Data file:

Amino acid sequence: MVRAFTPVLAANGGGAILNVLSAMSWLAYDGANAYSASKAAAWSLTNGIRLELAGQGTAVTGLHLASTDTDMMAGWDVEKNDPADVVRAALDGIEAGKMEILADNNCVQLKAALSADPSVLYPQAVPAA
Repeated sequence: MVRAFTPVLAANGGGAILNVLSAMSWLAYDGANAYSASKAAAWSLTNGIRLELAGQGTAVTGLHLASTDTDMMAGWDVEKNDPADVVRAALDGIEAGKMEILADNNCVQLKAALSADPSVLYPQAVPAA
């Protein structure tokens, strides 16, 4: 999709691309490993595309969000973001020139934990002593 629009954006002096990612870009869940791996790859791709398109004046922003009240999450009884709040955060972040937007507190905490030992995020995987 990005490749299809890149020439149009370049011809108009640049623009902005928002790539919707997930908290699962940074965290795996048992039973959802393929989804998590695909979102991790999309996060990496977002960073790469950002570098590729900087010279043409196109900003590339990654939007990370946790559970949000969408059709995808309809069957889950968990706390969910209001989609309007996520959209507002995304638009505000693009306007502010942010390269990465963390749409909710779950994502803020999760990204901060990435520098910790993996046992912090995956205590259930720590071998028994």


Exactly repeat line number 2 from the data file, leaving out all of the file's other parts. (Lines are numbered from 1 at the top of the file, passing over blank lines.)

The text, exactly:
Repeated sequence: MVRAFTPVLAANGGGAILNVLSAMSWLAYDGANAYSASKAAAWSLTNGIRLELAGQGTAVTGLHLASTDTDMMAGWDVEKNDPADVVRAALDGIEAGKMEILADNNCVQLKAALSADPSVLYPQAVPAA